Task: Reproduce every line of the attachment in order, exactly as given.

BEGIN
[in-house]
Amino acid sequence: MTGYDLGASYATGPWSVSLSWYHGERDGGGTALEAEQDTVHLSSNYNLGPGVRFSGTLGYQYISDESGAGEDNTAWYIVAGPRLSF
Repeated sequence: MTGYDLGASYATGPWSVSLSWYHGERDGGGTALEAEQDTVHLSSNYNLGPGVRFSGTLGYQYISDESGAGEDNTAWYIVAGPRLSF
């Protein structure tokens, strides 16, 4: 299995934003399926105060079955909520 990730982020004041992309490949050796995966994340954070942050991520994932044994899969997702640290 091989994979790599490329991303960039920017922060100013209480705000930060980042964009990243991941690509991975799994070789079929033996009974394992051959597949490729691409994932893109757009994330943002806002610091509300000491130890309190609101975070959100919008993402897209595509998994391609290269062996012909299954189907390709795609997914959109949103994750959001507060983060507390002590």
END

[in-house]
Amino acid sequence: MTGYDLGASYATGPWSVSLSWYHGERDGGGTALEAEQDTVHLSSNYNLGPGVRFSGTLGYQYISDESGAGEDNTAWYIVAGPRLSF
Repeated sequence: MTGYDLGASYATGPWSVSLSWYHGERDGGGTALEAEQDTVHLSSNYNLGPGVRFSGTLGYQYISDESGAGEDNTAWYIVAGPRLSF
């Protein structure tokens, strides 16, 4: 299995934003399926105060079955909520 990730982020004041992309490949050796995966994340954070942050991520994932044994899969997702640290 091989994979790599490329991303960039920017922060100013209480705000930060980042964009990243991941690509991975799994070789079929033996009974394992051959597949490729691409994932893109757009994330943002806002610091509300000491130890309190609101975070959100919008993402897209595509998994391609290269062996012909299954189907390709795609997914959109949103994750959001507060983060507390002590």